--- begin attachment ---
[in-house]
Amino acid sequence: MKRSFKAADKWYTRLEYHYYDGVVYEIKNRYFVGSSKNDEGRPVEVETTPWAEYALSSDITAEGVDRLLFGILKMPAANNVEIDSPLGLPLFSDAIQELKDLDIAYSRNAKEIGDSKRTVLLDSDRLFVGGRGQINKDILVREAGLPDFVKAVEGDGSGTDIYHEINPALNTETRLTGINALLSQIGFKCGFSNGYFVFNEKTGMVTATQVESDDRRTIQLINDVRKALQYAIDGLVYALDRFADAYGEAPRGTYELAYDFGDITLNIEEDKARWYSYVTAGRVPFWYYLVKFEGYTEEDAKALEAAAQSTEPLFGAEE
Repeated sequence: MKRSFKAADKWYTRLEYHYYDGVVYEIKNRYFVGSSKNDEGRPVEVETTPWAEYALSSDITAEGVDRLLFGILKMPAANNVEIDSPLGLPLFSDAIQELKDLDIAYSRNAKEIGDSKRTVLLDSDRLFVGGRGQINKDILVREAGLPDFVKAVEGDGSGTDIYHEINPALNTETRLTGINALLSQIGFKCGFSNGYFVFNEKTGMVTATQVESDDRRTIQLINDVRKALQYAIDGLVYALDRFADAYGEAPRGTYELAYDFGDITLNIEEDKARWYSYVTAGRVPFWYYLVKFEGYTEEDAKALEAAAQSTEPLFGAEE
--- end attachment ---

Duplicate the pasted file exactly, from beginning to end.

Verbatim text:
[in-house]
Amino acid sequence: MKRSFKAADKWYTRLEYHYYDGVVYEIKNRYFVGSSKNDEGRPVEVETTPWAEYALSSDITAEGVDRLLFGILKMPAANNVEIDSPLGLPLFSDAIQELKDLDIAYSRNAKEIGDSKRTVLLDSDRLFVGGRGQINKDILVREAGLPDFVKAVEGDGSGTDIYHEINPALNTETRLTGINALLSQIGFKCGFSNGYFVFNEKTGMVTATQVESDDRRTIQLINDVRKALQYAIDGLVYALDRFADAYGEAPRGTYELAYDFGDITLNIEEDKARWYSYVTAGRVPFWYYLVKFEGYTEEDAKALEAAAQSTEPLFGAEE
Repeated sequence: MKRSFKAADKWYTRLEYHYYDGVVYEIKNRYFVGSSKNDEGRPVEVETTPWAEYALSSDITAEGVDRLLFGILKMPAANNVEIDSPLGLPLFSDAIQELKDLDIAYSRNAKEIGDSKRTVLLDSDRLFVGGRGQINKDILVREAGLPDFVKAVEGDGSGTDIYHEINPALNTETRLTGINALLSQIGFKCGFSNGYFVFNEKTGMVTATQVESDDRRTIQLINDVRKALQYAIDGLVYALDRFADAYGEAPRGTYELAYDFGDITLNIEEDKARWYSYVTAGRVPFWYYLVKFEGYTEEDAKALEAAAQSTEPLFGAEE